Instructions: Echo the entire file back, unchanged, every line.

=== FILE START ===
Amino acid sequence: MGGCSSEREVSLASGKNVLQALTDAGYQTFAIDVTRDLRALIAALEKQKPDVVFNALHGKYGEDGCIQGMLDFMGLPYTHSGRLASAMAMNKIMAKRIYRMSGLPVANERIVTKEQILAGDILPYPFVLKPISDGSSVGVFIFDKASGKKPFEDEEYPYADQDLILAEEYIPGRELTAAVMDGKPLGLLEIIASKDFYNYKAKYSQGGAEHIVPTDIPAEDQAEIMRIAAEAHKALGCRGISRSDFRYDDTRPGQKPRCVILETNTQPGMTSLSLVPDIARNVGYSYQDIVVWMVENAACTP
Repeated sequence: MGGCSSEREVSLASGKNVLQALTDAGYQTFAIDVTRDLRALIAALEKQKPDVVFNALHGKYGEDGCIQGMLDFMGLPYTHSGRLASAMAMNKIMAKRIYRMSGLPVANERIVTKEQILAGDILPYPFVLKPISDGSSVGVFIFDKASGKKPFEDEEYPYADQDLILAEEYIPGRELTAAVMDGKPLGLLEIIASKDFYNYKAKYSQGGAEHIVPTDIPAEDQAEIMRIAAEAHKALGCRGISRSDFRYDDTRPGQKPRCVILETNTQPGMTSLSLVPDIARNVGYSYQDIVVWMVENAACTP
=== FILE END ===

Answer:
Amino acid sequence: MGGCSSEREVSLASGKNVLQALTDAGYQTFAIDVTRDLRALIAALEKQKPDVVFNALHGKYGEDGCIQGMLDFMGLPYTHSGRLASAMAMNKIMAKRIYRMSGLPVANERIVTKEQILAGDILPYPFVLKPISDGSSVGVFIFDKASGKKPFEDEEYPYADQDLILAEEYIPGRELTAAVMDGKPLGLLEIIASKDFYNYKAKYSQGGAEHIVPTDIPAEDQAEIMRIAAEAHKALGCRGISRSDFRYDDTRPGQKPRCVILETNTQPGMTSLSLVPDIARNVGYSYQDIVVWMVENAACTP
Repeated sequence: MGGCSSEREVSLASGKNVLQALTDAGYQTFAIDVTRDLRALIAALEKQKPDVVFNALHGKYGEDGCIQGMLDFMGLPYTHSGRLASAMAMNKIMAKRIYRMSGLPVANERIVTKEQILAGDILPYPFVLKPISDGSSVGVFIFDKASGKKPFEDEEYPYADQDLILAEEYIPGRELTAAVMDGKPLGLLEIIASKDFYNYKAKYSQGGAEHIVPTDIPAEDQAEIMRIAAEAHKALGCRGISRSDFRYDDTRPGQKPRCVILETNTQPGMTSLSLVPDIARNVGYSYQDIVVWMVENAACTP